Those stylish, elegant coaches of yesteryear are so nostalgic, romantic, cozy and quaint. Or perhaps it’s our imagination that makes them so appealing.
The term Stagecoach came about because of the ‘coaches’ that carried passengers along a route in ‘stages’. Stagecoaches could be anything from buckboard wagons to elaborate ‘coaches.’ As long as they were used for public transportation and ran a regularly scheduled route, they were considered stagecoaches. Depending on the route, the number of regular passengers, the weather, and the distance, the coaches would vary, as would the number of horses or mules. Four was the usual number, but six-team coaches were not uncommon, especially for the larger, ‘overland’ stages, and the smaller, shorter coaches and routes were usually pulled by two horses. The average speed was five to twelve miles and hour.
Despite close quarters, long, bumpy and dusty roads, and threats of Indian or outlaw attacks, stagecoaches flourished and were widely used, even after the railroads crossed the nation. The term stationwagon came about when long wagons boasting three wide bench seats came into service for the specific role of carrying passengers to and from railroad stations.
In most vehicles, passengers were provided an average of 15 inches each, and sat with their knees dovetailed with the traveler across from them, and depending on other cargo the stage was carrying, passengers often had to hold their luggage on their laps. Etiquette, and/or, passenger behavior was strictly enforced. Wells Fargo had this list of rules posted:
• Abstinence from liquor is requested, but if you must drink share the bottle. To do otherwise makes you appear selfish and unneighborly.
• If ladies are present, gentlemen are urged to forego smoking cigars and pipes as the odor of same is repugnant to the gentler sex. Chewing tobacco is permitted, but spit with the wind, not against it.
• Gentlemen must refrain from the use of rough language in the presence of ladies and children.
• Buffalo robes are provided for your comfort in cold weather. Hogging robes will not be tolerated and the offender will be made to ride with the driver.
• Don't snore loudly while sleeping or use your fellow passenger's shoulder for a pillow; he or she may not understand and friction may result.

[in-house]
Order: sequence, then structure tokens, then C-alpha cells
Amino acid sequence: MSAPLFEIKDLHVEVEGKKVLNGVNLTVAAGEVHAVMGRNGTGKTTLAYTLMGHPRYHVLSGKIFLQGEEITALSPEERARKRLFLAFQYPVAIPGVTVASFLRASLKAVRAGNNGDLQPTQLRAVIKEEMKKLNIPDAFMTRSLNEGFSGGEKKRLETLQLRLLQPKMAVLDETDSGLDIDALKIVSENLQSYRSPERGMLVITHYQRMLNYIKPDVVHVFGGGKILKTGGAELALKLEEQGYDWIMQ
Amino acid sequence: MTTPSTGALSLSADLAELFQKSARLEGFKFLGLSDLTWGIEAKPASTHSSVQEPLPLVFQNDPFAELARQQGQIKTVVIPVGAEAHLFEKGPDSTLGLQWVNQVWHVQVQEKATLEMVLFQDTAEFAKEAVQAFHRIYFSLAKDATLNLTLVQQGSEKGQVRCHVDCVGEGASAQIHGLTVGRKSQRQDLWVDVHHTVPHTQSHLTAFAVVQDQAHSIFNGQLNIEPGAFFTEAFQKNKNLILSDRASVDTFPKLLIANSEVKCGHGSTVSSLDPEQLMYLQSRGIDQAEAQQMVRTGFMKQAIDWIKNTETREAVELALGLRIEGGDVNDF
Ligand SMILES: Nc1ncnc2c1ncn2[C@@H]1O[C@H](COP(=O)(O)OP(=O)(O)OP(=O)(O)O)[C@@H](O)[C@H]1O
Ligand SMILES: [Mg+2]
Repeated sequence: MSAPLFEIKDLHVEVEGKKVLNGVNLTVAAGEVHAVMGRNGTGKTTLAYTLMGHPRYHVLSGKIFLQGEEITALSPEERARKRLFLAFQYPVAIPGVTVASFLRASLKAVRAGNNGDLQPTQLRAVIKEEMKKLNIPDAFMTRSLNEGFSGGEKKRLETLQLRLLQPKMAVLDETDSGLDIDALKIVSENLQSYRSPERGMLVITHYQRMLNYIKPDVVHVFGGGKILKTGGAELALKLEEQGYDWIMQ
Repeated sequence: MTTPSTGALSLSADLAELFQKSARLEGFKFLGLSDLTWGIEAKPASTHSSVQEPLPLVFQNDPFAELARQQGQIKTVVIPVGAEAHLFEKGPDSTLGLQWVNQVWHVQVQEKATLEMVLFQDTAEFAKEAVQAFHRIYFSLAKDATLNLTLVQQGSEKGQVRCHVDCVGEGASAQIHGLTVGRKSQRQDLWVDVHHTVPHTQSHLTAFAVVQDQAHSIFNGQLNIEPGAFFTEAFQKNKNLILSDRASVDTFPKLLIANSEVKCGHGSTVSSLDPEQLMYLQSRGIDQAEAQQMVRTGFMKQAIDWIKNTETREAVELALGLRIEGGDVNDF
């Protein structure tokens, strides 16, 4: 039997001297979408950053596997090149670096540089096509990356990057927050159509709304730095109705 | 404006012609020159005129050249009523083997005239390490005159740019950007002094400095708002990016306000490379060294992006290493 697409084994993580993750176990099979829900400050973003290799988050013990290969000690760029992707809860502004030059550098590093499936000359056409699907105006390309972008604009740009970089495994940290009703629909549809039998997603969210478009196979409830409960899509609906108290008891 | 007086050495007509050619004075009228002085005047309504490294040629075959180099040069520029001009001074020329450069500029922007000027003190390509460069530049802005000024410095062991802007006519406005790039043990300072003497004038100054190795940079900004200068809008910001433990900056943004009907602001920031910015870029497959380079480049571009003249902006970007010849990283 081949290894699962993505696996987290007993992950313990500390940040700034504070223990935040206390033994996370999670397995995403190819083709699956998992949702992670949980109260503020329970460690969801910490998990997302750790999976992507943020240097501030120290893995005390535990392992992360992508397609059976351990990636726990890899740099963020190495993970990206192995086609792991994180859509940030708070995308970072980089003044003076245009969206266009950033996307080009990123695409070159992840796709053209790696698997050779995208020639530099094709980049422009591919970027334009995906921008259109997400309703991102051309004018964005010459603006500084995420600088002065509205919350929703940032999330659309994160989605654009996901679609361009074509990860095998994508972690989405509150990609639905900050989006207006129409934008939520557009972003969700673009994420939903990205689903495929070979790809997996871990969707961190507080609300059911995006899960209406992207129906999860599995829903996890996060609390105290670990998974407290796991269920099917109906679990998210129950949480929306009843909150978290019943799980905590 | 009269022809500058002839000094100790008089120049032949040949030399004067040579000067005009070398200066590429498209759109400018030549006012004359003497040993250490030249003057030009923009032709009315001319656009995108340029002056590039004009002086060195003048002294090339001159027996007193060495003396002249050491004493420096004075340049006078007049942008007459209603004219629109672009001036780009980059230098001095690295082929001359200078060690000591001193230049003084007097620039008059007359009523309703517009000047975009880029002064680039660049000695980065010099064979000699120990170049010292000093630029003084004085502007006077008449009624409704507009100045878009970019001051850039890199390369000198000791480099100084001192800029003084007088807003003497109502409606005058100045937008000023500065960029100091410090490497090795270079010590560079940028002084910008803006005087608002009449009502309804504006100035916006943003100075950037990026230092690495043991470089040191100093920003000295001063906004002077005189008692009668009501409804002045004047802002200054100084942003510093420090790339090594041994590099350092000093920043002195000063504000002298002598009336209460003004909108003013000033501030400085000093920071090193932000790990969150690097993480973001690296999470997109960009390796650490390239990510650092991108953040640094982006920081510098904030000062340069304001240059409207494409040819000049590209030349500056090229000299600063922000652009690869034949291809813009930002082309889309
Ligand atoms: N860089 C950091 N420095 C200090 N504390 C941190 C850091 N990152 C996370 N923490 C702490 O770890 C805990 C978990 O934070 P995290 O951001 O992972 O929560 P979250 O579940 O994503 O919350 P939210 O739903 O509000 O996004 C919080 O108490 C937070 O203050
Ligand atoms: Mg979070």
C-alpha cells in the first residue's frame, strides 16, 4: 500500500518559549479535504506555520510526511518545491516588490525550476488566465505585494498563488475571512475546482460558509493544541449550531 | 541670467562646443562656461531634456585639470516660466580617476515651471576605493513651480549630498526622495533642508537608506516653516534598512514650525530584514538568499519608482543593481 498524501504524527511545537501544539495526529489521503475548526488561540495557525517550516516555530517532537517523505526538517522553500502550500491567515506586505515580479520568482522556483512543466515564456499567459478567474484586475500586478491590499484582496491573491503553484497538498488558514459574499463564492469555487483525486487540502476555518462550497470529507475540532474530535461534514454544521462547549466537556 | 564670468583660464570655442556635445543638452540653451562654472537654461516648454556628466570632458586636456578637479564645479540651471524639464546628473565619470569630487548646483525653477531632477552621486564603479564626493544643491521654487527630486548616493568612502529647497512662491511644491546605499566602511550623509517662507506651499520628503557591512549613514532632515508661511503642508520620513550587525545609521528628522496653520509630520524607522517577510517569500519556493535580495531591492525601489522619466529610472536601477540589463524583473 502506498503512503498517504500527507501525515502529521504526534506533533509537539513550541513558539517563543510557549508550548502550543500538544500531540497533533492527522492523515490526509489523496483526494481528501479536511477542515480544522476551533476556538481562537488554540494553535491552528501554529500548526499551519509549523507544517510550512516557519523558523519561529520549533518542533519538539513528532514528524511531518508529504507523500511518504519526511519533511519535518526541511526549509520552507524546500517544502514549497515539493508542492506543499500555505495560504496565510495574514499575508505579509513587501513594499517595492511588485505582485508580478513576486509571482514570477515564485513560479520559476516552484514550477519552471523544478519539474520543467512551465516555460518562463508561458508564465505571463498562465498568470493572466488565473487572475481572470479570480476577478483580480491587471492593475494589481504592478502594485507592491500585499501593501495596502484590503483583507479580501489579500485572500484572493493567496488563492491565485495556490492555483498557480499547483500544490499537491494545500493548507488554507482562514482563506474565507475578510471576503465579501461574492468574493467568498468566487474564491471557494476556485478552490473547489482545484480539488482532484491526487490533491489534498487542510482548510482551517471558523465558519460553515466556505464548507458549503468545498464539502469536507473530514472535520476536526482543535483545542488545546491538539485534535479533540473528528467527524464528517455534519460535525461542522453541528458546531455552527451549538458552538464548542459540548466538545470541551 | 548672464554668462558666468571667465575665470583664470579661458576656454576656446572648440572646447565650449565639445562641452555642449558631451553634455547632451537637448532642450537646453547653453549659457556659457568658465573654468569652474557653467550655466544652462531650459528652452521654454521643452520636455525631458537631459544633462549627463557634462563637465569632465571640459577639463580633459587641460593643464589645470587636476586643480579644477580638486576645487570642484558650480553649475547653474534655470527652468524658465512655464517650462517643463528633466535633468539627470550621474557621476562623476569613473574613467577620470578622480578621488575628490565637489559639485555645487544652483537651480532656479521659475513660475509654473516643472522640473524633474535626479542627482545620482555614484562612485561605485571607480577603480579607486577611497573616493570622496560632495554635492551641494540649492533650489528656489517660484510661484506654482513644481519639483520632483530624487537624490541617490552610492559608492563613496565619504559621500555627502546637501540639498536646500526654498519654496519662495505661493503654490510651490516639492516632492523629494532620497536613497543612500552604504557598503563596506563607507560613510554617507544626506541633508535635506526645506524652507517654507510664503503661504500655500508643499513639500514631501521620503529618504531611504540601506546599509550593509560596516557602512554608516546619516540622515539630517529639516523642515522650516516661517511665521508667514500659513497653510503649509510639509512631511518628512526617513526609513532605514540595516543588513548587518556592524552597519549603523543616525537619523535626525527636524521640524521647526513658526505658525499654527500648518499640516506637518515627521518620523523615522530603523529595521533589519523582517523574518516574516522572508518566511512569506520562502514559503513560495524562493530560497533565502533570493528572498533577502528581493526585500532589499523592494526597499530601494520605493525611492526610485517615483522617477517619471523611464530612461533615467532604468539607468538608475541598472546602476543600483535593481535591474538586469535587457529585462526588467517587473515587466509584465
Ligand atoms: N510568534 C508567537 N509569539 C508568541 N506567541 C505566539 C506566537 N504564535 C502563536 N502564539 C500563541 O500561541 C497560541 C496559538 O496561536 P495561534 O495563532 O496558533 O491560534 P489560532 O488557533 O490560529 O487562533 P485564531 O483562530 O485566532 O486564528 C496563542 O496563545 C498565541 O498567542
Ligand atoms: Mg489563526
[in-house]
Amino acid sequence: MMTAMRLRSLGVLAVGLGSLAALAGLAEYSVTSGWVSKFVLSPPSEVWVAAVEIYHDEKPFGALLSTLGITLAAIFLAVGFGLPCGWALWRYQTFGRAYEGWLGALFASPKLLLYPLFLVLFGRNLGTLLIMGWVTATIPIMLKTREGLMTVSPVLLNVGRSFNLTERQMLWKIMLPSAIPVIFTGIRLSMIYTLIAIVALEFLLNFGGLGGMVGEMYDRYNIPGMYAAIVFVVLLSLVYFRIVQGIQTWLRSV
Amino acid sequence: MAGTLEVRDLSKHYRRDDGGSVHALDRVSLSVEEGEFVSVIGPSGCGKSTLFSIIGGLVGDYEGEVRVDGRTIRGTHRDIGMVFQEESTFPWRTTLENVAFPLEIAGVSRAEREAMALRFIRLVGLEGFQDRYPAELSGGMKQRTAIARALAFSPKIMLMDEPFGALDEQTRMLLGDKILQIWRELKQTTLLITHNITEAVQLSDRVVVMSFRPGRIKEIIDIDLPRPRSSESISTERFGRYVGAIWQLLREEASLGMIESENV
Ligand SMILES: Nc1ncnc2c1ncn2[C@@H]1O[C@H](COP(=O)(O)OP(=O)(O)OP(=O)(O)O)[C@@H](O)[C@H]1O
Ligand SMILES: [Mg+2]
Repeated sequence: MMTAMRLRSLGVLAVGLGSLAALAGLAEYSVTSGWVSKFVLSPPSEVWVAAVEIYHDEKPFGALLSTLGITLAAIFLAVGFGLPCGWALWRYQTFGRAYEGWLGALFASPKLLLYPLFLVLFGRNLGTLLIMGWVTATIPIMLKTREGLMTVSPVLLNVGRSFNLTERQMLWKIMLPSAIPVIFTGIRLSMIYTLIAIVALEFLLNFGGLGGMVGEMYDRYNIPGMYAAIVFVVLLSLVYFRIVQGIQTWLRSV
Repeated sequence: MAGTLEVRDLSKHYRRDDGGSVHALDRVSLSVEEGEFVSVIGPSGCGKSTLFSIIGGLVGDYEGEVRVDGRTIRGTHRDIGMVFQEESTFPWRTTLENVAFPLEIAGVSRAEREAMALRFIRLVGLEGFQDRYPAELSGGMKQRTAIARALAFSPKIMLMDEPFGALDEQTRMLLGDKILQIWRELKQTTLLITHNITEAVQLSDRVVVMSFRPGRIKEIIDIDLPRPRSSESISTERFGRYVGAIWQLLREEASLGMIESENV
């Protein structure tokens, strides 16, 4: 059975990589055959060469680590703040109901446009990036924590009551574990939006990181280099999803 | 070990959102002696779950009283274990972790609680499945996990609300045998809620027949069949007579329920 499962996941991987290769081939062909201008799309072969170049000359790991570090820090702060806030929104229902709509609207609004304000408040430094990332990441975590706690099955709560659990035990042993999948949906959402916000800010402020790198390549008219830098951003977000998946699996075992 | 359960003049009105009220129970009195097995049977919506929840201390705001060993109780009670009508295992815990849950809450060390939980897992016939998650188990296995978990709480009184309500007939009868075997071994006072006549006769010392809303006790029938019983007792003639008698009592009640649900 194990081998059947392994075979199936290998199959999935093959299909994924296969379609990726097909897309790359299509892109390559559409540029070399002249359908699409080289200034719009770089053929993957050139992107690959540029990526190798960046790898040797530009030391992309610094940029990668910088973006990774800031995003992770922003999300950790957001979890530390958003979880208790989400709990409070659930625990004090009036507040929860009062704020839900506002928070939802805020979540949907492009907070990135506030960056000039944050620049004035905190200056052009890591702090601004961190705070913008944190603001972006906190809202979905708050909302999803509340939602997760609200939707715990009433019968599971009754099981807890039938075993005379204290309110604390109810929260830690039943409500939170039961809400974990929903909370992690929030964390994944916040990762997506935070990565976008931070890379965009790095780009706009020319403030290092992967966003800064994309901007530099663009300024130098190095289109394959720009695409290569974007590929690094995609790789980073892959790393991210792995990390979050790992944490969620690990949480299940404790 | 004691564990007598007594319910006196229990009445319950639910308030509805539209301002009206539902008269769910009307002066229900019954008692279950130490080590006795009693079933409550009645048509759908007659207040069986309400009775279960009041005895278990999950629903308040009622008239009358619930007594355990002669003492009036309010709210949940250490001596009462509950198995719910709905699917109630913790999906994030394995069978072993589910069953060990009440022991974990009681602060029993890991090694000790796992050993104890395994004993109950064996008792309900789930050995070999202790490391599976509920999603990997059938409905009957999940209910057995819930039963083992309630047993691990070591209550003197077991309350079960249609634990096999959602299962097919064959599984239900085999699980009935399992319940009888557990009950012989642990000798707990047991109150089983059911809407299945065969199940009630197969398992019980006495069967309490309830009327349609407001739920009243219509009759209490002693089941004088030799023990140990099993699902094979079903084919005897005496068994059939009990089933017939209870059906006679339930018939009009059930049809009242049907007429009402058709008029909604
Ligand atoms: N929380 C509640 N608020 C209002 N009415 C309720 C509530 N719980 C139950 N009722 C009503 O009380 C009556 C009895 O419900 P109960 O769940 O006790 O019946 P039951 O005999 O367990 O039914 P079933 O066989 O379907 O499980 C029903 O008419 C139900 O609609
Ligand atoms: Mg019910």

• Firearms may be kept on your person for use in emergencies. Do not fire them for pleasure or shoot at wild animals as the sound riles the horses.
• In the event of runaway horses remain calm. Leaping from the coach in panic will leave you injured, at the mercy of the elements, hostile Indians and hungry coyotes.
• Forbidden topics of conversation are: stagecoach robberies and Indian uprisings.
• Gents guilty of unchivalrous behavior toward lady passengers will be put off the stage. It's a long walk back. A word to the wise is sufficient.
Fares varied, not only due to distance, but class as well.
First class meant you rode all the way.
Second class meant you had to walk at bad places along the road.
Third class meant you had to push the coach when needed, especially on hilly terrain.
Depending on the schedule, stagecoaches would travel all night, stopping only for fresh horses and quick meals. When an overnight stay was included, the coach often arrived around midnight, and left again by six the following morning. Passengers were encouraged to pack food provisions and they were also told not to grease their hair before traveling because dust would stick to it.
Stagecoaches came to an end around 1915, when motor buses took the place of the horse-drawn coaches.
I’ve ridden in a few ‘tourist’ stagecoaches, and the short rides were fun, but I must admit I prefer modern transportation options. However, my heroines—and heroes—do not have that option. Here’s a short clip from my latest work in progress…Unclaimed Bride.
The bitter wind that had trampled upon the leather curtains covering the stage windows and snuck beneath the buffalo robe now piled on the seat, hit her with renewed force. It easily could have stolen her breath away, but Constance Jennings’ first glimpse of her destination already had her lungs locked tight. The thread of hope and optimism she’d held the last few miles vanished. Pinning her quivering bottom lip between her teeth, she twisted to glance back inside the stagecoach. The one other passenger, Reverend Stillman, waved a hand for her to climb down the steps. He was a polite man who’d carried on pleasant conversation during the last leg of her journey, but she highly doubted the people lining the street waited for him to depart.
With a death grip on the door rail, she lowered herself to the ground. As she planted her dress boots on the dirt street, tremors seized her toes, and then traveled, slowly snaked their way all the way to her scalp. Every hair follicle tingled. Engulfed by the heavy wave of anxiety, Constance lifted her gaze to the two dozen men staring from the edge of the dusty road. Her lungs burnt. She parted her lips to let the air escape. A gust of that unrelenting Wyoming wind caught on her headdress. The covering had once been stylish, but now most likely looked as tired and worn out as the rest of her wardrobe. She grabbed the curled straw brim to keep the wind from stealing the hat, and gulped at the swelling in her throat. Which one of the dozen was he? Which of these men was Ashton Kramer—the man who’d ordered a bride?